Ballerina is a compiled, type-safe, concurrent programming language targeting micro service development and integration.

It is an open source project initiated in 2015 by the architects of WSO2 as code-based alternative to the configuration-based integration tools such as EAI, ESB, and workflow products.

The Ballerina has various constructs geared toward cloud-native development, including support for modern data formats and protocols, reliability, distributed transactions, APIs, and event streams.

Setting up Ballerina in IntelliJ IDEA

Download the Ballerina distribution below. You can download it for either Mac, Windows or Linux. Installation details are specified clearly.

DOWNLOAD THE BALLERINA DISTRIBUTION

Installing Ballerina plugin
The first thing to be done is install Ballerina plugin for IntelliJ IDEA. It is essential to have IDEA version 2016.3 or above to use the plugin. This plugin supports both IDEA Community and Ultimate versions.

Follow this link to get the full installation guide

Quick Tour gives you a better understanding of how ballerina can be used to integrate with services.

First build a simple Service Hello World Service to get understand with how Ballerina can be used to provide services. Simply if you are familiar with NodeJS basics, it gives the better understandings of how the request and the responses are handled. I have given the familiar NodeJS code, before we move further

The following code tells the computer to write “Hello World!” if anyone (e.g. A web browser) tries to access your computer on port 8080.

var http = require('http');http.createServer(function (req, res) {
res.writeHead(200, {'Content-Type': 'text/plain'});
res.end('Hello World!');
}).listen(8080);

Output will be

Hello World!

Let’s move on to Ballerina Code

import ballerina/http;
import ballerina/log;

//By default, Ballerina exposes a service via HTTP/1.1.
service <http:Service> hello bind { port: 9090 } {
//Invoke all resources with arguments of server connector and request.
sayHello(endpoint caller, http:Request req) {
http:Response res = new;

//Use a util method to set a string payload as String This will be Given as output
//if you want json pay load use "res.setJsonPayload();"
res.setPayload("Hello, World!");

//Send the response back to the caller.
//If there are any error Error will be responded
caller->respond(res) but {
error e => log:printError(
"Error sending response", err = e)
};
}
}

To run the service

You will find the lines as this

ballerina: initiating service(s) in 'ballerina.bal'
ballerina: started HTTP/WS endpoint 0.0.0.0:9090

Use the curl command to invoke the service

 curl http://localhost:9090/hello/sayHello

You will find Hello, World in the terminal

Hello, World!

In order to invoke the services you may need to install curl, for Ubuntu users use this command to install -> sudo apt-get install curl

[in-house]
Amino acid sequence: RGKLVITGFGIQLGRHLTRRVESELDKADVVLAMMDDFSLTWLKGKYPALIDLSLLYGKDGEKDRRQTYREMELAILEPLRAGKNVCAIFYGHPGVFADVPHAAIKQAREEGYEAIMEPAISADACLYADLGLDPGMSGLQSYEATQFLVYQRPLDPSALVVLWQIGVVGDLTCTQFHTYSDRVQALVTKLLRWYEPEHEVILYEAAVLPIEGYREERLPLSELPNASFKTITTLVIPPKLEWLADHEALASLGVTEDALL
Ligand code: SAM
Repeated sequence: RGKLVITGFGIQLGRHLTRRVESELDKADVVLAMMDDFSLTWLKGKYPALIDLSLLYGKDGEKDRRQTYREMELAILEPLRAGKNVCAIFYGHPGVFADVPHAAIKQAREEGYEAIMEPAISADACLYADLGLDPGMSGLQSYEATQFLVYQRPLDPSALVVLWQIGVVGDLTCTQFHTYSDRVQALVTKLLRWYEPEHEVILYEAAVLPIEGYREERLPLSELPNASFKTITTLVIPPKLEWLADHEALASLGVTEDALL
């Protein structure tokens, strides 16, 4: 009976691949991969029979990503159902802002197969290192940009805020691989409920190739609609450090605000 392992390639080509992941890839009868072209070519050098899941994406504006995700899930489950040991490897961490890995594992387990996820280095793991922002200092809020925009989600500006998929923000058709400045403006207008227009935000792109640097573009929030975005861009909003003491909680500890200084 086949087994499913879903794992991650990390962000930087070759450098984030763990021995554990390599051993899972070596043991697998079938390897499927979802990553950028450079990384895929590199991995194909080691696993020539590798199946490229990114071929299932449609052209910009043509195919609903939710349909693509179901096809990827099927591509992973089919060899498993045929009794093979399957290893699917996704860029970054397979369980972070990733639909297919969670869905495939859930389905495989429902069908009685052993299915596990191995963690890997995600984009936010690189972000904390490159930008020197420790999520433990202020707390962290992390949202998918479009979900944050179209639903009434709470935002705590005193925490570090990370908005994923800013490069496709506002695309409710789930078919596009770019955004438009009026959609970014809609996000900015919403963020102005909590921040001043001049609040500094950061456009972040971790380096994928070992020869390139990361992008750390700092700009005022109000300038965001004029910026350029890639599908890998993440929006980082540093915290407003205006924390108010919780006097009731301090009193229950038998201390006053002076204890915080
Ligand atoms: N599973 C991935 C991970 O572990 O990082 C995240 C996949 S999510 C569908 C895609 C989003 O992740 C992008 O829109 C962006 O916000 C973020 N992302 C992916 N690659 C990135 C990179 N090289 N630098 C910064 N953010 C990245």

What is the endpoint?

Come on guys :) We could explain it in simpler way, by these examples:

/this-is-an-endpoint
/hello/endpoint
/some/other/endpoint
/login
/logout
/cart/items

And when put under a domain, it would look like:

https://yourdomain.com/this-is-an-endpoint
https://yourdomain.com/hello/endpoint
https://yourdomain.com/some/other/endpoint
https://yourdomain.com/login
https://yourdomain.com/logout
https://yourdomain.com/cart/items

Can be either http or https, we use https in the example.

Also endpoint can be different for different HTTP methods, for example:

GET /item/{id}
PUT /item/{id}

would be two different endpoints — one for retrieving (as in “cRud” abbreviation), and the other for updating (as in “crUd”)
And that’s all, really that simple.

Reminder:

The Quick Tour is the fastest way to try Ballerina. Take this dancer for a twirl and a spin!

Most of the implementation in Ballerina is just like Java so no need to worry about the syntax as much. In case you find any difficulties, visit this link, that will teach you the Ballerina language incrementally with commented examples that cover every nuance of the syntax with examples

Ballerina by the Guide are long form examples that showcase how to build different types of integrations using a complete development life cycle, including IDE configuration, packages, dependencies, coding, unit testing, deployment, and observability.

To get some libraries to connect to Twitter, Gmail, GitHub from Ballerina and access it easily you can use BallerinaCentral

Finally, it’s just an overview of how to install and how to use ballerina and the guidance to get more out of ballerina for more information comment below If you like it share it with your friends. I will come up with a Ballerina code that will fetch the tweets and send it to the subscribers through email and direct message.

Software Engineer